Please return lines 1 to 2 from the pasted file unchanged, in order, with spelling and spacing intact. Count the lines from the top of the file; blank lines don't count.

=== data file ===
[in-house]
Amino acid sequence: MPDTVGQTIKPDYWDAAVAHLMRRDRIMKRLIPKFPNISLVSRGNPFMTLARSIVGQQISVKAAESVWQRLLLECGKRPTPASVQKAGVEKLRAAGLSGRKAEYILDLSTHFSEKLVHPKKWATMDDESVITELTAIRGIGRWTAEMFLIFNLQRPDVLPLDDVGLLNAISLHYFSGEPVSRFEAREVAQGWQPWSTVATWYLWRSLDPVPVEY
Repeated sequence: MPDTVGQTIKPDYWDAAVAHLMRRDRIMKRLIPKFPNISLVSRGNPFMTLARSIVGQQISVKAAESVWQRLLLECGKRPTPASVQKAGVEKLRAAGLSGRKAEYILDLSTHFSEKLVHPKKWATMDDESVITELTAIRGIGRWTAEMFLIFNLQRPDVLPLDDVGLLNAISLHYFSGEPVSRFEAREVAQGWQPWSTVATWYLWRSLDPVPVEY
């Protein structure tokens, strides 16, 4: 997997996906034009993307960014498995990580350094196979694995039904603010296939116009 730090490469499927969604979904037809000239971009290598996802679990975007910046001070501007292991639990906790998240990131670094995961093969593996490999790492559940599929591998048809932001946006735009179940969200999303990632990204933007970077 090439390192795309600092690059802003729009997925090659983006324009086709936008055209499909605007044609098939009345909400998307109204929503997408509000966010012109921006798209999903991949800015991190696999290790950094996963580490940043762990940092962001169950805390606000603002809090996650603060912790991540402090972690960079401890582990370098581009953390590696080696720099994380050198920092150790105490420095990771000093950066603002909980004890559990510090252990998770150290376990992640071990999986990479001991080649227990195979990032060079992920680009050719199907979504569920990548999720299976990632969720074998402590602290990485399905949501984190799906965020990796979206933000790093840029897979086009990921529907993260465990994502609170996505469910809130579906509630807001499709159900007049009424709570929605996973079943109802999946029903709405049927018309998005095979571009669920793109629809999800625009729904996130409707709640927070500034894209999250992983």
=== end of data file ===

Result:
[in-house]
Amino acid sequence: MPDTVGQTIKPDYWDAAVAHLMRRDRIMKRLIPKFPNISLVSRGNPFMTLARSIVGQQISVKAAESVWQRLLLECGKRPTPASVQKAGVEKLRAAGLSGRKAEYILDLSTHFSEKLVHPKKWATMDDESVITELTAIRGIGRWTAEMFLIFNLQRPDVLPLDDVGLLNAISLHYFSGEPVSRFEAREVAQGWQPWSTVATWYLWRSLDPVPVEY